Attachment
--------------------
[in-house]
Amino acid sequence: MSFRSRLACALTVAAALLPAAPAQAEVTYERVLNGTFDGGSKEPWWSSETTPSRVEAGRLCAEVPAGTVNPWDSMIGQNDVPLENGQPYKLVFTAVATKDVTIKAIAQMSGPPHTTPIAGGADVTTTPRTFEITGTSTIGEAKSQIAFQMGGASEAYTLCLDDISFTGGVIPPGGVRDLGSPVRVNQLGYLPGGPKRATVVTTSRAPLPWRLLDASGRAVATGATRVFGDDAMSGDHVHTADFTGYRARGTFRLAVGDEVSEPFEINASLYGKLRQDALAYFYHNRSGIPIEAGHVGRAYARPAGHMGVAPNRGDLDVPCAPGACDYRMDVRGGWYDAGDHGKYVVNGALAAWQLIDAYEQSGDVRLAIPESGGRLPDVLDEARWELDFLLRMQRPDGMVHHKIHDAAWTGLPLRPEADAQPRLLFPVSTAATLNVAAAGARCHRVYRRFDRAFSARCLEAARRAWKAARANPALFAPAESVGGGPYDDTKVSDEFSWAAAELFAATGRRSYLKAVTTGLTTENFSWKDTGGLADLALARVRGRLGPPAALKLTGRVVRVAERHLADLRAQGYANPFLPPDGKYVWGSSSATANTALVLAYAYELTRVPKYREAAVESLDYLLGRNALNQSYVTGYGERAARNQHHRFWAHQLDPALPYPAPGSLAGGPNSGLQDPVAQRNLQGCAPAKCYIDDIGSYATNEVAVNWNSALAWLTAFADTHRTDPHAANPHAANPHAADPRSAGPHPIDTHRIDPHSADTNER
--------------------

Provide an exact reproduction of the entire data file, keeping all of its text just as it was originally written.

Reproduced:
[in-house]
Amino acid sequence: MSFRSRLACALTVAAALLPAAPAQAEVTYERVLNGTFDGGSKEPWWSSETTPSRVEAGRLCAEVPAGTVNPWDSMIGQNDVPLENGQPYKLVFTAVATKDVTIKAIAQMSGPPHTTPIAGGADVTTTPRTFEITGTSTIGEAKSQIAFQMGGASEAYTLCLDDISFTGGVIPPGGVRDLGSPVRVNQLGYLPGGPKRATVVTTSRAPLPWRLLDASGRAVATGATRVFGDDAMSGDHVHTADFTGYRARGTFRLAVGDEVSEPFEINASLYGKLRQDALAYFYHNRSGIPIEAGHVGRAYARPAGHMGVAPNRGDLDVPCAPGACDYRMDVRGGWYDAGDHGKYVVNGALAAWQLIDAYEQSGDVRLAIPESGGRLPDVLDEARWELDFLLRMQRPDGMVHHKIHDAAWTGLPLRPEADAQPRLLFPVSTAATLNVAAAGARCHRVYRRFDRAFSARCLEAARRAWKAARANPALFAPAESVGGGPYDDTKVSDEFSWAAAELFAATGRRSYLKAVTTGLTTENFSWKDTGGLADLALARVRGRLGPPAALKLTGRVVRVAERHLADLRAQGYANPFLPPDGKYVWGSSSATANTALVLAYAYELTRVPKYREAAVESLDYLLGRNALNQSYVTGYGERAARNQHHRFWAHQLDPALPYPAPGSLAGGPNSGLQDPVAQRNLQGCAPAKCYIDDIGSYATNEVAVNWNSALAWLTAFADTHRTDPHAANPHAANPHAADPRSAGPHPIDTHRIDPHSADTNER